Unable to vote with one’s feet? Developing countries and the IMF (Pambazuka News)

Reforming the IMF: Back to the drawing board (Third World Network)

IMF strategic review: Reform or be left behind (Bretton Woods Project)

IMF reform (Choike)

Civil society

Focus on the Global South

Center for Economic and Policy Research

50 Years Is Enough

Jubileesouth

Afrodad

IFIwatchnet

Bretton Woods Project

Third World Network

Halifax Initiative

Conditionality and the Washington Consensus

The IMF and the Tax Consensus - new evidence (Tax Justice Network)

IMF conditionalities: A repeat of history? (Third World Network)

An analysis of IMF conditionality (G-24)

Critical conditions: The IMF maintains its grip on low-income governments (Eurodad)

You can have the money on one condition... (Third World Network)

What progress? A shadow review of World Bank conditionality 2006 (Action Aid)

How the World Bank and the IMF are still addicted to attaching economic policy conditions to aid (Oxfam)

Structural adjustment and the Washington Consensus: Are they things of the past? (CADTM)

Decentralization and Sovereignty (Citizens’ Network on Essential Services)

The IMF and the Washington Consensus: a misunderstood and poorly implemented development strategy (COHA)

IMF structural conditionality: How much is too much? (Institute for International Economics)

The Washington Consensus is not dead (Council of the Americas)

What Washington means by policy reform (Institute for International Economics)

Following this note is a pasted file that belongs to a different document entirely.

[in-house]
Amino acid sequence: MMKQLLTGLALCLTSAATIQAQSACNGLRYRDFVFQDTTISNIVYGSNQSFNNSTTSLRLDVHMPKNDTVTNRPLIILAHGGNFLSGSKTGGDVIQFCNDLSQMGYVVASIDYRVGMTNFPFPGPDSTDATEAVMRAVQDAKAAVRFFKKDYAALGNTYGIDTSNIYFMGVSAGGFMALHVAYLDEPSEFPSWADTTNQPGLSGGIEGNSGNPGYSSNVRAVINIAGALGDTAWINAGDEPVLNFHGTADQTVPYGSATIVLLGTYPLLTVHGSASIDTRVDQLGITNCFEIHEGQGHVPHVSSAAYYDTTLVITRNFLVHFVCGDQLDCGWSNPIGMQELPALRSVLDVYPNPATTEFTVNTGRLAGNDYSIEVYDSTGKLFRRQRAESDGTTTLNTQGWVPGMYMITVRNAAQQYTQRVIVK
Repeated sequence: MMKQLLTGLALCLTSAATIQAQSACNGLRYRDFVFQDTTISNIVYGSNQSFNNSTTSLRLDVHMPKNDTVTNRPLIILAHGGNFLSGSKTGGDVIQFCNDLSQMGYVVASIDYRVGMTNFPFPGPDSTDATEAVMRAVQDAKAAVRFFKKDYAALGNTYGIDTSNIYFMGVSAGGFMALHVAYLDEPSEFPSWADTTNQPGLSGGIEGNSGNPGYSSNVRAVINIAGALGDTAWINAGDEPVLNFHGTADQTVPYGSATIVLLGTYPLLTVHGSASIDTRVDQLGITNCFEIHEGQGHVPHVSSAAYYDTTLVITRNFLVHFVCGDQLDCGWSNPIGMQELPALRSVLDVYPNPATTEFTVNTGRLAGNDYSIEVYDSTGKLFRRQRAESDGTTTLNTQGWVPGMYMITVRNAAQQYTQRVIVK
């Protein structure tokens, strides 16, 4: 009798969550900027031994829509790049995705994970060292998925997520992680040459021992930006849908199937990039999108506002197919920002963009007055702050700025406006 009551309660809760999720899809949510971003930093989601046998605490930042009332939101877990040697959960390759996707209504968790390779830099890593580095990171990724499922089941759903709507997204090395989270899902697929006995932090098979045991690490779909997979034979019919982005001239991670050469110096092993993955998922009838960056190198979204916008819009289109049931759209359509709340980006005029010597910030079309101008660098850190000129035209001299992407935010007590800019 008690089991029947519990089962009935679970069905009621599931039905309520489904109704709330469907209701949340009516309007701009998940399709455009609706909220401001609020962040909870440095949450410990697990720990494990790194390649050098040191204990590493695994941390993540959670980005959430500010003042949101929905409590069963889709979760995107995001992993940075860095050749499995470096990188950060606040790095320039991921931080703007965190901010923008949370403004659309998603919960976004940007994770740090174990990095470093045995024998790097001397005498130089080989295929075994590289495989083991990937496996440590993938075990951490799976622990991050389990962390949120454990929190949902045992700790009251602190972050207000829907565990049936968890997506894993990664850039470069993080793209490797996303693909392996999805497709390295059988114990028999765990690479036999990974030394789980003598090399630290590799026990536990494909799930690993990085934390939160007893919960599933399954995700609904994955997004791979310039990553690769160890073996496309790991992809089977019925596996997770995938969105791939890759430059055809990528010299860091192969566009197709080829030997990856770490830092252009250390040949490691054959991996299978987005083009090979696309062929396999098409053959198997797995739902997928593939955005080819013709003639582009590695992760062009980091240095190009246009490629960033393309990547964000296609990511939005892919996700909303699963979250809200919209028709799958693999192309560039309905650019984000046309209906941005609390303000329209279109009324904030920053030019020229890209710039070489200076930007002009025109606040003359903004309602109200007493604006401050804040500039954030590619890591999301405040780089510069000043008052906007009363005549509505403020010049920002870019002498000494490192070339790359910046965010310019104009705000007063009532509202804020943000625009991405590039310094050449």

Burying the “Washington Consensus” (Global Policy Forum)

IMF management of financial crises

IMF economic policies under fire (Bretton Woods Project)

Doing a decent job? IMF policies and decent work in times of crisis (Eurodad)

Argentina and Brazil: challenges of the cancellation of debt to the IMF (IFIs Latin American Monitor)

IMF management of financial crises (Choike)

IMF-WB policies in low income countries

No credit due: the World Bank and IMF in Africa (Institute for Global Dialogue)

The IMF, fiscal space and development programmes (Afrodad)

Changing IMF policies to get more doctors, nurses and teachers hired in developing countries (Action Aid)

Lending policies of the IMF: HIPC and debt relief in Africa (Afrodad)

The macroeconomic framework & the fight against HIV/AIDS in Africa (AFRODAD)

Fund loosens the aid noose … but just a little (Bretton Woods Project)

IMF's self-evaluation: Lessons for Zambia? (Civicus)

IMF macroeconomic policies and health sector budgets (Wemos)

The Internacional Monetary Fund and World Bank in Africa: a 'disastrous' record (Pambazuka)

Helping the poor? The IMF and low-income countries (Fondad)

World Bank’s handling of fragile states "unsatisfactory" (Bretton Woods Project)

The IMF and civil society

Civil society and IMF accountability (University of Warwick)

Transparency at the IMF: A guide for civil society on getting access to information from the IMF (Global Transparency Initiative/Bretton Woods Project)

The World Bank/IMF 2005 annual meeting in the balance (IPS)

Civil society voices and the International Monetary Fund (North-South Institute)

The IMF and civil society: Deepening the dialogue (World Vision)

IMF Civil Society Newsletter (IMF)

Guide for staff relations with civil society organizations (IMF)

The IMF meets civil society (Finance and Development)

A review of the Fund’s external communication strategy (IMF)